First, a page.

5

Le Monde argues about the recent Romanian Constitutional Court that basically states that freedom of movement must prevail even for Covid-19 positive persons (translated from French):

the Constitutional Court (CCR) guarantees all infected patients freedom of movement. A decision of the high court, published on July 2, considers that the quarantine ordered by the government to stem the effects of the coronavirus is "a real deprivation of liberty" and "a restriction of fundamental rights". In other words, all measures taken by the government to contain the pandemic are considered unconstitutional.

This led to numerous discussions as the government remained with few options of limiting the effects of SARS-COV2 epidemics, despite the numbers showing the greatest increase in cases in EU.

I am wondering if this is the first case when the government of a country is forbidden by law from forcing infected persons to quarantine or hospitalization.

Question: Is there a country where the government cannot force a COVID-19 positive person to enter quarantine / remain hospitalized?

4
  • Well, afaik in Germany it's normally not possible to force people to enter quarantine, but if they enact an national emergency (Notstand) they can. – miep Jul 10 '20 at 14:15
  • 1
    @miep So, this would be the exact same situation as in Romania where this problem occurred after the (national) emergency state was raised. Government had previously issued some sort of executive order to allow this, but it was rendered unconstitutional by the Constitutional Court. – Alexei Jul 10 '20 at 14:18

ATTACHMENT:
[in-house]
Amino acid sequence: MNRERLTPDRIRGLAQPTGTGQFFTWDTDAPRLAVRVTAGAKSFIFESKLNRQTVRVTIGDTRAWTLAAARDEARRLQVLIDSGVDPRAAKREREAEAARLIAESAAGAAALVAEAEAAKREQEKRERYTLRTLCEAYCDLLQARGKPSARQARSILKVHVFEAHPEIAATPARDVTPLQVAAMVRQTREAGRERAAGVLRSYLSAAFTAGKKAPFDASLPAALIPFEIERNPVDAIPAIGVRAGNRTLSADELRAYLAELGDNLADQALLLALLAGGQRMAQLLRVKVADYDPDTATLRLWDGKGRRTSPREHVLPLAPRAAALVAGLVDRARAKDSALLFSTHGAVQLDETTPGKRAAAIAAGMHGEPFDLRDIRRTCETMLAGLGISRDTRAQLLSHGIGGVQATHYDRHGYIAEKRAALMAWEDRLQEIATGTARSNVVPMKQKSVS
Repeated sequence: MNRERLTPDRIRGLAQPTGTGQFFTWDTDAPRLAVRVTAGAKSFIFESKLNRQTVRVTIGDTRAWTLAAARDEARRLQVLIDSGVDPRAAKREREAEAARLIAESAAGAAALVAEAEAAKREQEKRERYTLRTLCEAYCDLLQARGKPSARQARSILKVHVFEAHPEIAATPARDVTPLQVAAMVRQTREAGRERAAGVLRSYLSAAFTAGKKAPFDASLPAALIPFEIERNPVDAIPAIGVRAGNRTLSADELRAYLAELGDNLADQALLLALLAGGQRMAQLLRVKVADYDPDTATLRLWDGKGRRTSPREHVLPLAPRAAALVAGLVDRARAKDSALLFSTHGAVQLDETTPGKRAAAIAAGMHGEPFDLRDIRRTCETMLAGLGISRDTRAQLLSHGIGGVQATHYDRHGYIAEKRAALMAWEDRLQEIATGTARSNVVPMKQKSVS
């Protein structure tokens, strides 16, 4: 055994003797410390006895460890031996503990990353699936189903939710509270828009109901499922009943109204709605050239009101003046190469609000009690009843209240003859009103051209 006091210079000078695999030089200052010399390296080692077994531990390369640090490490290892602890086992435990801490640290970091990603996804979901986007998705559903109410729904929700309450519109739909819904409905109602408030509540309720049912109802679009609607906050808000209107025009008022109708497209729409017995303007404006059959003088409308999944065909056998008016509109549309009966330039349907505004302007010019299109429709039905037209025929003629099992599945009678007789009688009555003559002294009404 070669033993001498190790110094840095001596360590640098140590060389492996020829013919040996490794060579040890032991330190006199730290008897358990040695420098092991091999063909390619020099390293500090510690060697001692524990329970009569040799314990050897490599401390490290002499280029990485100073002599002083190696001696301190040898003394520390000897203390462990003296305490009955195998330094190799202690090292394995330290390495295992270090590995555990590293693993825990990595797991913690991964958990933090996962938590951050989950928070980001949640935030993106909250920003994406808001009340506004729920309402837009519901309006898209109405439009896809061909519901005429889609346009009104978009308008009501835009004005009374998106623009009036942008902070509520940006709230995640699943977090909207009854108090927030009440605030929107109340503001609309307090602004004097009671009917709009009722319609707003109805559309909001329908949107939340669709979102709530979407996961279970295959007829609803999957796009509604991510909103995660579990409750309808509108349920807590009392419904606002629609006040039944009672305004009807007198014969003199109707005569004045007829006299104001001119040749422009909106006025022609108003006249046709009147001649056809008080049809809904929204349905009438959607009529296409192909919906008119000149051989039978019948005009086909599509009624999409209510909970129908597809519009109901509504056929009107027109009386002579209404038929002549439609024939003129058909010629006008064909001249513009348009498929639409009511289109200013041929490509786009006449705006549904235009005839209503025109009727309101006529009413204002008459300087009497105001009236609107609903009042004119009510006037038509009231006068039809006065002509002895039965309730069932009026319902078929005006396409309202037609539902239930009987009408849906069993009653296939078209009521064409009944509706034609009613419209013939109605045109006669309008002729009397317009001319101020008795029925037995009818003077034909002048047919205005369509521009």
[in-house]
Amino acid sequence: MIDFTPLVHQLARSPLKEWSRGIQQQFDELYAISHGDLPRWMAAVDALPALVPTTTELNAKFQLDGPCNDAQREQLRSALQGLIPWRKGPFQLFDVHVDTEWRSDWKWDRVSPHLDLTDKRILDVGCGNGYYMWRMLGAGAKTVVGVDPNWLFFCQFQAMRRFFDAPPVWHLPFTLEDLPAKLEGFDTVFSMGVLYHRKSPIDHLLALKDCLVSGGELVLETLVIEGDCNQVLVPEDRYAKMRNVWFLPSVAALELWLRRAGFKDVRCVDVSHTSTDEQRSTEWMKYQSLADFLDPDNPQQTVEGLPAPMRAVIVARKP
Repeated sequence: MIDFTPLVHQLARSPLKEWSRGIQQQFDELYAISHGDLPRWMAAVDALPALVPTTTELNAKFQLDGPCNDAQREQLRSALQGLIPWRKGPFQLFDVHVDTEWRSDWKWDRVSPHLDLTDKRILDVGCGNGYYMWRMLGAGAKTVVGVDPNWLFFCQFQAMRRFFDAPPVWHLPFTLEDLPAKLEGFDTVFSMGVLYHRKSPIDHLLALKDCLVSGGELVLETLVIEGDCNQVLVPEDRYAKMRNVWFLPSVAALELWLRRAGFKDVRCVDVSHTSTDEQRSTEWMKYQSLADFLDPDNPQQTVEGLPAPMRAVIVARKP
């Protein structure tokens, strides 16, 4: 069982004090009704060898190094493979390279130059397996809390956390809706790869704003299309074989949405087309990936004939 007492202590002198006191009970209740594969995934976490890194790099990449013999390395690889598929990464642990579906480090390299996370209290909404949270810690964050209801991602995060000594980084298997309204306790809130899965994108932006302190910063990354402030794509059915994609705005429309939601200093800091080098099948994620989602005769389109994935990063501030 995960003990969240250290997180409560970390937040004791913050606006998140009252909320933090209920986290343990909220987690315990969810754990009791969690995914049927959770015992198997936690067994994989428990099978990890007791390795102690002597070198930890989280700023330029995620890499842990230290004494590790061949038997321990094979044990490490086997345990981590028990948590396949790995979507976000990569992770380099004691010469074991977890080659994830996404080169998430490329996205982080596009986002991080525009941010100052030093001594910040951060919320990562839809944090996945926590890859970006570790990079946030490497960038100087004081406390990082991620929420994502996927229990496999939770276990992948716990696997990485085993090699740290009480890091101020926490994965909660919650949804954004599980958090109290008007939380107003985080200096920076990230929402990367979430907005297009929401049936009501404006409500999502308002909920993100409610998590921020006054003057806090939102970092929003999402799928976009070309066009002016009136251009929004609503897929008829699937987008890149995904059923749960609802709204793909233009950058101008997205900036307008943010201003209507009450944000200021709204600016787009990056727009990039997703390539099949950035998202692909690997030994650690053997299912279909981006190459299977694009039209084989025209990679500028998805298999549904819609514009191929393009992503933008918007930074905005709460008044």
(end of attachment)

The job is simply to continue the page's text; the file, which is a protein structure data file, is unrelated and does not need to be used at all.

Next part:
• Not quite. It's been a while since I read about those laws, so I'm maybe not accurate. But in Germany this kind of law is part of the constitution, and the government has to protect the people from diseases and other things and is given the tools to enforce their safety to a certain amount. But I need to look that up again, then I can provide a better answer... – miep Jul 10 '20 at 14:26
  • Consider the difference between quarantine and isolation. Infected persons are isolated, while persons suspected (exposed but not yet confirmed to be infected are quarantined. – BobE Jul 10 '20 at 17:10
2

Many countries which grant freedom of movement and related rights to their citizens have laws which allow these rights to be suspended during extenuating circumstances such as a pandemic, war, or other disaster. Some governments, such as Romania's, have fallen foul of the courts by failing to implement such exceptions - in this case, a law is currently being debated in Parliament.

Another example of this came right at the beginning of the COVID pandemic in the UK, where the Government swiftly put in place a statutory instrument, The Health Protection (Coronavirus) Regulations 2020, Regulation 4 of which gives the Secretary of State for Health the power to detain individuals. Reporting at the time drew a link between this SI and one of the then eight confirmed people in the UK with the virus threatening to abscond from a quarantine centre the night before, at which time the Government had no power to stop them.

As far as I'm aware, the only real current example of a restriction on the ability of a government to force patients who have tested positive to remain either in a hospital or quarantine center is in South Africa, where the High Court in Pretoria granted an application made by AfriForum which declared the regulations on this invalid. This ruling was then made an order of court by consent of the Minister of Cooperative Governance and Traditional Affairs Nkosazana Dlamini-Zuma, according to AfriForum.